How to create a productive culture

One industry professional – AKA productivity ninja – offers her expert advice on boosting employee efficiency.

How to create a productive culture
An employee is ultimately in control of how productive he or she is. It’s their decision to check Facebook incessantly, or to discuss this weekend’s plans with a colleague over a cup of coffee. To stay productive, an employee needs to be – to a certain extent – focused and organized – two extremely challenging concepts without the backing of a supportive company.
Often, too much blame is placed on the employee for not hitting a deadline or leaving a project unfinished. But employers can foster a productive environment simply by looking to the root of the problem. What causes employees to be unproductive at work?
A lack of focus
Procrastination is productivity’s greatest nemesis. At certain points during our working day, our minds start to wander. A recent study found that the most unproductive time of day for workers is 2:55pm. Lunch has been consumed and the mid-afternoon slump hits. The temptation to do anything but work is overwhelming. So, how do we stay focused?
It is easy as a manager to make demands and expect them to be met. But how many employees work in a cone of silence? Without taking into account the kind of distractions we bring upon ourselves, such as watching a YouTube video or messaging friends – as workers we are expected to reply to emails, answer the phone or send out a package to a client – all the while juggling an existing task.
To prevent this kind of distraction, managers can increase productivity by supporting power hours. Even one power hour per week, where email is banned, is a great way to support staff to work on creative projects or simply tackle their most avoided tasks outside of email.
But it is important to remember that not all employees work in the same way. Some thrive in a busy environment and enjoy bouncing ideas off of colleagues. Others work best in a quiet space, away from noise and interruptions. One (slightly unorthodox) method is to seat employees according to their work style, rather than by functional groups. Those who like silence can enjoy the peace, and others who enjoy an active workplace needn’t feel like they are bothering their colleagues.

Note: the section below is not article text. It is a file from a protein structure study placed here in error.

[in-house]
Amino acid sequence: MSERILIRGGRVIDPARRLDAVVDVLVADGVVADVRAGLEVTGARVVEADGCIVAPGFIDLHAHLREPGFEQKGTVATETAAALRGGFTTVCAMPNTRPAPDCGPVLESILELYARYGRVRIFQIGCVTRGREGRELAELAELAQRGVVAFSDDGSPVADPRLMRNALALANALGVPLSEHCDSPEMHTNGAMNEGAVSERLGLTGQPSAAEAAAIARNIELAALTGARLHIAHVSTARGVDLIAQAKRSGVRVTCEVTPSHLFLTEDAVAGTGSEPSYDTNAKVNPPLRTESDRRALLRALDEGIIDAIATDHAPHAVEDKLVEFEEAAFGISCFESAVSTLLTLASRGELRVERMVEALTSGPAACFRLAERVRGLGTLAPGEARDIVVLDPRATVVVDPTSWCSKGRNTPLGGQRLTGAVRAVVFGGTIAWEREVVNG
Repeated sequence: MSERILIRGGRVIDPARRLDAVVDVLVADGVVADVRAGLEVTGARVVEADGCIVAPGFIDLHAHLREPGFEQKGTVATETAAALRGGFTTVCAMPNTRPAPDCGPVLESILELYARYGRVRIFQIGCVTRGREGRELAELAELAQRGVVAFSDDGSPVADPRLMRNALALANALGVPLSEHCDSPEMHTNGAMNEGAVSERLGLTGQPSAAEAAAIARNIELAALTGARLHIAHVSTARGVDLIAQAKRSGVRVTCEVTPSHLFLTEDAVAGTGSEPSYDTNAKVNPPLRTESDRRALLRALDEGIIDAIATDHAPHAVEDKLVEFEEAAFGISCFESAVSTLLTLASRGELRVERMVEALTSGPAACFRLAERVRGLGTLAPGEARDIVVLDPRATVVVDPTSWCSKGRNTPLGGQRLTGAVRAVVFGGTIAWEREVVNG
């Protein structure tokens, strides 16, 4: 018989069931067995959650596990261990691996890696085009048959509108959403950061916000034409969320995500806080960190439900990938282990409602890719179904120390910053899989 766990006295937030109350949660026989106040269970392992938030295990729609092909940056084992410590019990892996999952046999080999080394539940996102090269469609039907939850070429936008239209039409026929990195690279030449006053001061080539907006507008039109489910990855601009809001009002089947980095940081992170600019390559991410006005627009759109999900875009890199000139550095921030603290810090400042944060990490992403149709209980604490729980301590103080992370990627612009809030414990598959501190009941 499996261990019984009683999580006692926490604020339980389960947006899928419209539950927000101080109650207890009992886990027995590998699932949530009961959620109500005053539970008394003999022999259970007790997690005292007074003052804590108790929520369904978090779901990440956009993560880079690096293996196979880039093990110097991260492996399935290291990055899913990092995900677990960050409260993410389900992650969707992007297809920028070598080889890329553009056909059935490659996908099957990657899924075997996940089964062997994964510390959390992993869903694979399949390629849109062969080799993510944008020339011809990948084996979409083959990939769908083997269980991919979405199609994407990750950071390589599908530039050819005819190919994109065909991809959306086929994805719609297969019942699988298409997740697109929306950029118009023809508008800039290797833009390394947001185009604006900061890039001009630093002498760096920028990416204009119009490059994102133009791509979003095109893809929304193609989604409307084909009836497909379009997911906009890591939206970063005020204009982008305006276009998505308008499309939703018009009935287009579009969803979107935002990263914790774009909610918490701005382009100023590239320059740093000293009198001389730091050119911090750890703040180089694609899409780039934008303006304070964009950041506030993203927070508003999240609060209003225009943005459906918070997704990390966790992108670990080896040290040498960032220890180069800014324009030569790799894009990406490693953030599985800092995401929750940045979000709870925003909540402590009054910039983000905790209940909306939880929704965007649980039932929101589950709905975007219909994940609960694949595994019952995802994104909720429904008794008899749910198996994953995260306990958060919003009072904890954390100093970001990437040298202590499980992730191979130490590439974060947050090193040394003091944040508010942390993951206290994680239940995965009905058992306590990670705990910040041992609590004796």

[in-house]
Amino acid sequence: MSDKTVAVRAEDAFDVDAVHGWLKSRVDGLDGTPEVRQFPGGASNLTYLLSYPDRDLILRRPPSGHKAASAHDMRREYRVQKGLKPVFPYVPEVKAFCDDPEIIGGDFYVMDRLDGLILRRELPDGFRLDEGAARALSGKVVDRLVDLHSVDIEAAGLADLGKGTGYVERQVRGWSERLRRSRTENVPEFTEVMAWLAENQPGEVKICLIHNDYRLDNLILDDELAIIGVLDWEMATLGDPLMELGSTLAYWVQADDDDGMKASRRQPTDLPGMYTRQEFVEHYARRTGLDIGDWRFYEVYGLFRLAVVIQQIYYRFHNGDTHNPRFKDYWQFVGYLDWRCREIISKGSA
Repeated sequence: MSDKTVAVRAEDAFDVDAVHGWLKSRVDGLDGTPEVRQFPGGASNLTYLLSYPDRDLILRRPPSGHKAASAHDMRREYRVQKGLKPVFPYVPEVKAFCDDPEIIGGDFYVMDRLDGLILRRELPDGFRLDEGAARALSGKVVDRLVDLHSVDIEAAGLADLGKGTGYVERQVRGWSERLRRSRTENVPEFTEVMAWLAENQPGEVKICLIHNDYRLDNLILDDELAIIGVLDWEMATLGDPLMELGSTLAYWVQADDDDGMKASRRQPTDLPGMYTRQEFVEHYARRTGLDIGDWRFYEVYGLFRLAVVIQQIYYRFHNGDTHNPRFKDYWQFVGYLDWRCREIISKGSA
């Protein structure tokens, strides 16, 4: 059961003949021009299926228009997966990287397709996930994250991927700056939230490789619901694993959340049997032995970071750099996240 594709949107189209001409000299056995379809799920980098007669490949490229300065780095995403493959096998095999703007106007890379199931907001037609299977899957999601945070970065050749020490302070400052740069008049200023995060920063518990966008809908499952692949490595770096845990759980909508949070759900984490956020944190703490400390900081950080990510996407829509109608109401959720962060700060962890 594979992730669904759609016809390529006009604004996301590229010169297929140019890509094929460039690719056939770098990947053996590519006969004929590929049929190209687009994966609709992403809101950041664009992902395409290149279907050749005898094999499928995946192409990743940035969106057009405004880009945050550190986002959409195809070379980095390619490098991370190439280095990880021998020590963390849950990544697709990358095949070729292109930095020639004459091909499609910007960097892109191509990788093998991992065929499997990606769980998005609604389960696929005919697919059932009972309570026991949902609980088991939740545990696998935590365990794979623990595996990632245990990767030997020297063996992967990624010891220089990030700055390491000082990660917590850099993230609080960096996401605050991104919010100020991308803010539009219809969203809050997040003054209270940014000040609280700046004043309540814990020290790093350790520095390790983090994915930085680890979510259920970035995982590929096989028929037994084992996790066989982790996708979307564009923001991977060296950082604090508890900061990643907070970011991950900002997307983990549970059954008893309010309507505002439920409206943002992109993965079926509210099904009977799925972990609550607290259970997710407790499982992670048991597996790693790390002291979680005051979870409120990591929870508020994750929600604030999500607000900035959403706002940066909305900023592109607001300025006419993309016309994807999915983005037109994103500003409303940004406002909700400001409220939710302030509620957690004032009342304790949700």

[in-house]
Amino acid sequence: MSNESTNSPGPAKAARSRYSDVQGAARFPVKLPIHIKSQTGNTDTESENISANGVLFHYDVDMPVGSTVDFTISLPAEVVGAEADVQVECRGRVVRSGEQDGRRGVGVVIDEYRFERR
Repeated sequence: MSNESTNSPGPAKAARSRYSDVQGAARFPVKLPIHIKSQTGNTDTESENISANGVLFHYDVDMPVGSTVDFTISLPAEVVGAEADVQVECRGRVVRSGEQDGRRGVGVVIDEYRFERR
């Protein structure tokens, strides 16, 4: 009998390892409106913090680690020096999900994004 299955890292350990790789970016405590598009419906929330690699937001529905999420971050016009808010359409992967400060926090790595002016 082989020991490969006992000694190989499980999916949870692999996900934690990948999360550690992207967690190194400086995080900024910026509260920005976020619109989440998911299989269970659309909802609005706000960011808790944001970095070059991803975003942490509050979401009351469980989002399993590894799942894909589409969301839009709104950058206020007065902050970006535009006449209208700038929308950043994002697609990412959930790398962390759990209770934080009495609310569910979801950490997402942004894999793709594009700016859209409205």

The stress factor
Stress is something that can never be completely avoided in a working environment. Managers put extra strain on employees as a result of pressures to meet financial targets and other deadlines. Although this can increase productivity, if employees feel overburdened or out of their depth, this kind of pressure can have the opposite effect and instead multiplies stress in the workplace. 
Encouraging mindfulness is a great way to help to combat stress. We have all experienced the feeling that our head might explode for one reason or another, and practicing meditation is a great way to restore calm and inner peace during these times. Taking a moment to relax and reflect on the problem may cause us to rethink what provoked the stress reaction in the first place.
Sometimes, the root of stress lies in the number of unfinished tasks buzzing around our brains. To encourage employees to put these concerns elsewhere, suggest that they conduct a weekly review to help them to prepare for the week ahead. It is up to the employee what they choose to focus on – but some great ideas include clearing your inbox, writing down new ideas and clarifying any unanswered questions. They should choose to complete the review in a time and a place where they work best in order to keep focused.
So much work, so little time
How many times have you written a ‘to do’ list and ticked everything off? It’s a rarity to enjoy moments of solitude at work. So as a manager, instead of barking at your employees to finish everything, understand that sometimes the work cannot be completed in the timeframe given.
Recently, Sweden avoided the norms of society by introducing six-hour working days into their workplaces. Not necessarily the most conventional idea, but there is some logic to its madness – or brilliance – whichever way you look at it. Linus Feldt, CEO of Stockholm-based app developer Filimundus, argues that working eight hours per day is not as effective as some people think. “To stay focused on a specific work task for eight hours is a huge challenge,” he said. “In order to cope, we mix in things and pauses to make the work day more endurable. At the same time, we are having to manage our private life outside of work."
Other companies encourage employees to work a four-day week to help combat stress and improve job satisfaction. Take Parkinson’s Law – work expands to fill the time available for its completion. In other words, if you assign yourself a week to complete a four-hour task, psychologically, this task seems more complex. By assigning the right amount of hours to a task, it won’t seem so daunting and you are more likely to be productive for the remainder of the working week.
Leave it to them
The best way to create a productive culture within your company is to pass the decision of how to manage time and resources into the hands of the employees. Having a greater understanding of the methods in which productivity can be increased will give employees the freedom to explore which method will help them to work best.

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